The political climax was also not suitable for the release of “Watchmen” in 2009 and the world hadn’t seen many dark superhero films at that date. Watching the film in 2019, especially the ultimate cut, confirms the fact that it is one of the most widely misunderstood films of all time.


2. American Sniper

It is blasphemous to question the motives of the forever patriot Clint Eastwood when he makes a war film. But “American Sniper” was such a film that could be molded for the advantages of many political ideologies, especially of the left and right wings. Based on the life of sharp-shooter and U.S. military sniper Chris Kyle, the film showed the hesitation and moral conscience present on the battlefield, when it concerns the life of innocent citizens.

Kyle was always haunted by the memory of his war duty, be it during the holiday break in his home or the execution field. It affected his personality, family connections, and life. This devastating psychological effect shown in the film was the weapon of the leftist supporters to campaign it as an anti-war film. On the other side, the right-wing political party glorified the work of the patriotic soldiers, inciting Kyle’s commitment to his work regardless of his self-doubt.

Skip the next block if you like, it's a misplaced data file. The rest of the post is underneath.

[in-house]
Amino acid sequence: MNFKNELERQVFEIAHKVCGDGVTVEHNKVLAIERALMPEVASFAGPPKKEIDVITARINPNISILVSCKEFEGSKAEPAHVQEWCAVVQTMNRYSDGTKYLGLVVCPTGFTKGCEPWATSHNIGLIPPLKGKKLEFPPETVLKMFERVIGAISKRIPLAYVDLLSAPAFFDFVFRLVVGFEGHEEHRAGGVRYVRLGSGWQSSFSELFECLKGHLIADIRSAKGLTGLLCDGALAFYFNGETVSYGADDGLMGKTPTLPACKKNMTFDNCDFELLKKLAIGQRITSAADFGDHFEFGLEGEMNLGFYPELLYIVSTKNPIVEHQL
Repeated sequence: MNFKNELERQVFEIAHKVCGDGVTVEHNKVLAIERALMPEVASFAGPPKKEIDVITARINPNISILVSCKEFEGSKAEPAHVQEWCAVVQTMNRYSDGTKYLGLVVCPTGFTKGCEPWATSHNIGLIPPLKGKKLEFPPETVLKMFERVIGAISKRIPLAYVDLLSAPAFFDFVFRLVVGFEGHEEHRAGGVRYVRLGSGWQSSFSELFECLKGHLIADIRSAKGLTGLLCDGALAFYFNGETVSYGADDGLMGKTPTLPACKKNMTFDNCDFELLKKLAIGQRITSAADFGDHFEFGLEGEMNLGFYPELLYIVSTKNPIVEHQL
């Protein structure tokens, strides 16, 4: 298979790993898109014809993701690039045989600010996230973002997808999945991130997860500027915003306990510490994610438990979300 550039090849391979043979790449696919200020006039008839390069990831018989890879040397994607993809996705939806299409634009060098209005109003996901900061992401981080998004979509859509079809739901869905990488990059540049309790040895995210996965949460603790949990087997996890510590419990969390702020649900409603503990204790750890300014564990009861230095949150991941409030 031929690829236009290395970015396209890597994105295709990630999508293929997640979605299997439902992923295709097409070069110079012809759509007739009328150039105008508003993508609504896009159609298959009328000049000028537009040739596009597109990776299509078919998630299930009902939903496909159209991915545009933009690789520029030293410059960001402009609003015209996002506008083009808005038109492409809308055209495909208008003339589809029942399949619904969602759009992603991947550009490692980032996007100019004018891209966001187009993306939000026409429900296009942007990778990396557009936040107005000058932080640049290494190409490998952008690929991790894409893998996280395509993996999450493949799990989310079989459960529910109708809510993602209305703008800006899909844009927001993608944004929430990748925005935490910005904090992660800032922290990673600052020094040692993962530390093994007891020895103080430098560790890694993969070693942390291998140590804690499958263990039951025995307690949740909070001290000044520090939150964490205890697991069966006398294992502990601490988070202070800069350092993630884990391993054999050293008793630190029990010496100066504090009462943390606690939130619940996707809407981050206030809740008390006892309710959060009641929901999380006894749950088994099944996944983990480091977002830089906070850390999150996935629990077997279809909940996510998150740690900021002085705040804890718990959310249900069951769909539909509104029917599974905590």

Even though the film became a political pawn to advertise various ideologies, Eastwood confirmed that the intention of the film was neither of the advertised. It was just an exploration in the mind of a sniper soldier, nothing more to that. Outside of all the politics, it is a good film with great acting by Bradley Cooper and should be accepted as such.


3. Ghostbusters


The world of the new millennial has been divided into two groups: one who despises anything that promotes feminism, and the others who judge the same thing solely based on its quality. When “Ghostbusters” released in 2016 with a gender reversal of the original movie, spectators were so annoyed at this so-called unsubtle honking of feminism that they forgot to analyze its qualities from a neutral viewpoint. The negative comments started coming as early as the trailer hit the internet; the original fans were furious to preserve the legacy of the original.